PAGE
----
>TED HUGHES–SYLVIA PLATH HUSBAND–


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Ted Hughes (1930-1998) – byname of Edward J. Hughes




English poet, dramatist, critic, and short story writer, married to the American poet Sylvia Plath, who committed suicide in 1963. Hughes stated that poems, like animals, are each one ‘an assembly of living parts, moved by a single spirit.’ In his early works Hughes questioned man’s function in the universal scheme. Seriously interested in shamanism, hermeticism, astrology, and the Ouija board, Hughes examined in several of his later animal poems the themes of survival and the mystery and destructiveness of the cosmos.
SNOWDROP 
Now is the globe shrunk tight 
Round the mouse’s dulled wintering heart 
Weasel and crow, as if moulded in brass, 
Move through an outer darkness 
Not in their right minds, 
With the other deaths. She, too, pursues her ends, 
Brutal as the stars of this month, 
Her pale head heavy as metal.

Edward J. Hughes was born in Mytholmroyd, Yorkshire, but raised in Mexborough, a coal-mining town in South Yorkshire. The harsh landscape of the northern England moors had a strong influence in Hughes’s poetry. His parents were warm-hearted people – his mother was famous for her jams and gooseberry pies; his father was a carpenter, who later turned news agent. He had participated during World War I in the battle of Gallipoli, and was one of the 17 who survived from his regiment.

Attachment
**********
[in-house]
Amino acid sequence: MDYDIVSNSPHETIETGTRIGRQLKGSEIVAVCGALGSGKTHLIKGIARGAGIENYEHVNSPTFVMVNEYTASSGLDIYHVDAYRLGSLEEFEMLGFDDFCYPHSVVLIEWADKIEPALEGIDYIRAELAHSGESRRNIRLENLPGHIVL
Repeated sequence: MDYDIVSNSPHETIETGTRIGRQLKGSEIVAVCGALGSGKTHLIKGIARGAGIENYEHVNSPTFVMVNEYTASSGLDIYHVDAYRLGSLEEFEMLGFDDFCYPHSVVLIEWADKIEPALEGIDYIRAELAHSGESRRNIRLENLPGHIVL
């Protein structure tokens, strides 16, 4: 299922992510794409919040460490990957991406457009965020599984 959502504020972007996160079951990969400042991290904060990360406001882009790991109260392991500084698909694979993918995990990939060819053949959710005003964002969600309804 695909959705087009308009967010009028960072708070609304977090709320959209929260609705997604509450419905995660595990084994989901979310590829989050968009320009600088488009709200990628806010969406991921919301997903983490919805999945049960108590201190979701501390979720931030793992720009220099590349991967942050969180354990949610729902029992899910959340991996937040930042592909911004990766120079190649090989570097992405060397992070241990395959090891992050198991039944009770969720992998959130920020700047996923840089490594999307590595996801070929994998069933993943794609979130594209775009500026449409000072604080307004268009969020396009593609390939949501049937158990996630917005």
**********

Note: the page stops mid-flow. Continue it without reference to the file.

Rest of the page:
After studies at the Mexborough Grammar School, Hughes served two years in the Royal Air Force. From grammar school he won a scholarship to Pembroke College, Cambridge, where he studied first English and then switched to archaeology and anthropology. Hughes specialized in mythological systems, which provided much material for his poetry. He graduated in 1954 and moved to London, where he worked as a zoo attendant, gardener, and script reader for J. Arthur Rank.
In Cambridge Hughes founded with his friends a literary magazine St Botolph’s Review. At a student party he first saw an unknown poet, Sylvia Plath. Their meeting anticipated their tumultuous relationship – she bit him on the cheek, so hard that it bled. They married within a few months. In 1957 they moved to the US where Hughes taught English and creative writing at the University of Massachusetts, Amherst. Hughes hated Massachusetts and wanted to return to England.